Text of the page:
Warning: This post contains spoilers from the Christopher Nolan-directed movie Inception.
This was a really weird weekend for me. The kind where you hold a magnifying glass over your emotions and motives. My husband, RT, was traveling for work all last week. Again. By the time he got home on Friday I was on my last nerve and completely starved for mature social interaction. During a small tear-fest I realized that my only face-to-face adult conversation all week had been “Hello…Goodbye!” to Monkey’s camp teacher each day + a 10-minute visit with my friend that ended when Monkey pushed her daughter down and yelled at her. Gosh, gotta go!
Saturday was better after sleeping in, and then Score! we got a babysitter. RT and I went out for dinner and had real, uninterrupted conversation. I also got 2 beers for the price of one when a crack was found in my first glass. Score again!
Then we went and saw Inception, the new Leo DiCapprio film directed by Christopher Nolan (of The Dark Knight fame). Inception was exciting. And thought-provoking. And tense. We didn’t have a hard time following the plot or the strange time sequences layered in the movie, but I was tense throughout due to serious concentration and genuine excitement for what was happening.
DiCapprio plays Cobb, who leads a team of dream extractors. They place themselves inside someone’s dream and steal valuable information. But then they’re hired to plant an idea in someone’s dream/mind, rather than take something away. Through the ordeal, the lines of reality are blurred and deep psychological questions come into play. Cobb says that he can prove he’s in baseline reality when he spins a heavy metal top and it falls, whereas in the dream state the top continues to spin.
Shooting, dreaming, shooting, falling…I won’t tell you what the details are, but the last shot is of the top spinning. Cobb walks away. The top continues to spin. Then black.
We spent the drive home contemplating: Did the top fall? In what reality do we leave Cobb? In what reality are we, the viewer, living?
Then something strange happened. My cynical husband decided that it did fall (meaning, true reality) and I, usually the positive one, decided that it didn’t (meaning, Cobb is still dreaming and living in a false limbo place). Somewhere in all this, we’re probably meant to believe that it doesn’t matter; that he’s living in his perceived reality and it baseline reality is now insignificant to his outcome.
We can’t stop thinking about this.
And then, Part 3.
We wake up at 6:30 Sunday morning to our screaming Kicking Bird baby. We can’t find any binkies in the entire house and poor Kicking Bird will not be pacified without a binky. I search everywhere, and then RT is searching again where I have already searched. I am holding Kicking Bird, who is now quiet but will scream if I even suggest putting him down.
Me: How about the car? I think there’s a binky in there.
RT: Yeah, but I’m looking in here first.
Me: We’ve looked in here.
5 minutes later, while RT looks under the couch again and I’m still holding KB.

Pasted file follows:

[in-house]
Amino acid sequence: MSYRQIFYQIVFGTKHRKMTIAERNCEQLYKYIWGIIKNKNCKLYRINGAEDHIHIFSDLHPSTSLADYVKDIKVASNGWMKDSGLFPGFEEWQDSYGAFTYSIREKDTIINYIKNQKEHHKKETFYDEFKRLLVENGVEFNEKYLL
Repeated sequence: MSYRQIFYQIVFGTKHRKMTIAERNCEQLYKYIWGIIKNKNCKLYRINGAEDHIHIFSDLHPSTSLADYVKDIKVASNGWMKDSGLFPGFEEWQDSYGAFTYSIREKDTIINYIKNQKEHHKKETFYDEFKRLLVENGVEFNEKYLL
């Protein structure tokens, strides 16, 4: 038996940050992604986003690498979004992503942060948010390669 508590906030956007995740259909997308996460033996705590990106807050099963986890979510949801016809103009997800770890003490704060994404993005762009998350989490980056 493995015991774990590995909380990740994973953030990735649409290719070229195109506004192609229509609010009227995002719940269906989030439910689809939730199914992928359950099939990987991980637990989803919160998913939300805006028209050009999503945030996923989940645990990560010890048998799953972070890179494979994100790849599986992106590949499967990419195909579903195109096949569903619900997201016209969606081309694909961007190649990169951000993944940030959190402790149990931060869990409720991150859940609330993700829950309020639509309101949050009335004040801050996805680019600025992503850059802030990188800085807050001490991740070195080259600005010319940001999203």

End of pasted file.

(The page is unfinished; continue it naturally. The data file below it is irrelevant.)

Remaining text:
Me: Do you want me to go out to the car?
RT shoots me a terrible look, tells me to stop ordering him around, goes out to the car and finds a binky.
The comment about ordering him around tips me off that something bigger than binkies is going on. We argue.
Later, I wind up thinking of this stupid book that I am reading with my church group. It’s called Lies Women Believe and the Truth that Sets Them Free, by Nancy Leigh DeMoss. Much of what she says is outdated, small-minded and sets the women’s rights movement back about 100 years. But I’m persevering in reading the book with my group, and actually am learning from this little nugget that DeMoss presents as a Lie That Women Believe:
“If my husband is passive, I’ve got to take the initiative or nothing will get done.” She later says, “I can’t help but wonder to what extent…women have demotivated…the men around us by our quickness to take the reins…To make matters worse, when they do take action, the women they look to for encouragement and affirmation correct them or tell them how they could have done better” (pp. 153-4).
I’m not saying my husband is passive, but I do take the initiative in nearly all actions for our household. What is the true reality here? Did I become overbearing and bossy, and therefore my husband sat back and let me run the house…or did it start the other way?
Like the movie we saw, this question can’t be answered. In my own reality, I only know that I can only change myself. So while my first instinct was to get up in RT’s face and say, “Nuh-uh! I’m not bossy.” (which I did while thinking And you better agree with me, mister!), I later was able to calmly communicate some of these thoughts of home leadership so we can extract what our roles are Vs. what we want our roles to be. Now I’m going to sit back, let everything sink in with us both and let the future–and our actions and reactions in it–unfold.
We spin the top every day. Perhaps, like Cobb walking away, our reaction to it is more important than what the top itself does.
What is your reality today?